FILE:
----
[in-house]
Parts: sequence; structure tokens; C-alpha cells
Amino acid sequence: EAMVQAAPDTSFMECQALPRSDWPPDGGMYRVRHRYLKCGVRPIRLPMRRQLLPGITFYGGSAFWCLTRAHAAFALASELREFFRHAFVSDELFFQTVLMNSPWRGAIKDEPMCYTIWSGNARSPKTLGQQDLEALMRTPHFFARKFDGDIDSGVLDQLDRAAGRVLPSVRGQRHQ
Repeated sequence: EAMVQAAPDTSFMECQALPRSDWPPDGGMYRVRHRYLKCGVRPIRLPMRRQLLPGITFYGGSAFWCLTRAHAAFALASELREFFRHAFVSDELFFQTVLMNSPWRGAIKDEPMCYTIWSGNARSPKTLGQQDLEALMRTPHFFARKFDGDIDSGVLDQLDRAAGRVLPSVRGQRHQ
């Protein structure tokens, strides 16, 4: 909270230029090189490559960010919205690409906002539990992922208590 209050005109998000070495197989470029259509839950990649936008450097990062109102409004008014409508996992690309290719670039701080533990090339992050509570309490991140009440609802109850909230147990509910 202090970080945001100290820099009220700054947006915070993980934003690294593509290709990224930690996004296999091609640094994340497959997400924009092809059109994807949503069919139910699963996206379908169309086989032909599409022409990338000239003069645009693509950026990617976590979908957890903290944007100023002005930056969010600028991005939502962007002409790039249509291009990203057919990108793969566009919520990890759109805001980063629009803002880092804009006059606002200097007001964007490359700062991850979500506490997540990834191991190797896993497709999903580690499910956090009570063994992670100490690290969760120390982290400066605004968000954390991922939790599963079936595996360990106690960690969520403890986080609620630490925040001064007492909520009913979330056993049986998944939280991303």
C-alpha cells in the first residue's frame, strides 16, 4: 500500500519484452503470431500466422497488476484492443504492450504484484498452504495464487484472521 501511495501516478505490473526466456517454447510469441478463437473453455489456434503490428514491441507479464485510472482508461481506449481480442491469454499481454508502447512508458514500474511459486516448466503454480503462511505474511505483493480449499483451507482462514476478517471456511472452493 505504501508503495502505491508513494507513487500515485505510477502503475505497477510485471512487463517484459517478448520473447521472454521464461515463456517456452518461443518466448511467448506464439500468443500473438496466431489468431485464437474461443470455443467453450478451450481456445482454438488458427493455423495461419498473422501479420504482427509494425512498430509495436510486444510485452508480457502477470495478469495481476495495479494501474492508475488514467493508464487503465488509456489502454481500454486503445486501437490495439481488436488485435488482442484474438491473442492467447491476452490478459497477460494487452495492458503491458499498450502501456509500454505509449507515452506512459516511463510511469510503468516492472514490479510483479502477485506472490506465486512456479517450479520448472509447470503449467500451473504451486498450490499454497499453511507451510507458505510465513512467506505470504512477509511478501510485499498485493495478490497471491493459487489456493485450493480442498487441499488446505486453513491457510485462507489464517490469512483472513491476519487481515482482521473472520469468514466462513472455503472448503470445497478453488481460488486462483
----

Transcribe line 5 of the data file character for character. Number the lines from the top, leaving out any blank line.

């Protein structure tokens, strides 16, 4: 909270230029090189490559960010919205690409906002539990992922208590 209050005109998000070495197989470029259509839950990649936008450097990062109102409004008014409508996992690309290719670039701080533990090339992050509570309490991140009440609802109850909230147990509910 202090970080945001100290820099009220700054947006915070993980934003690294593509290709990224930690996004296999091609640094994340497959997400924009092809059109994807949503069919139910699963996206379908169309086989032909599409022409990338000239003069645009693509950026990617976590979908957890903290944007100023002005930056969010600028991005939502962007002409790039249509291009990203057919990108793969566009919520990890759109805001980063629009803002880092804009006059606002200097007001964007490359700062991850979500506490997540990834191991190797896993497709999903580690499910956090009570063994992670100490690290969760120390982290400066605004968000954390991922939790599963079936595996360990106690960690969520403890986080609620630490925040001064007492909520009913979330056993049986998944939280991303």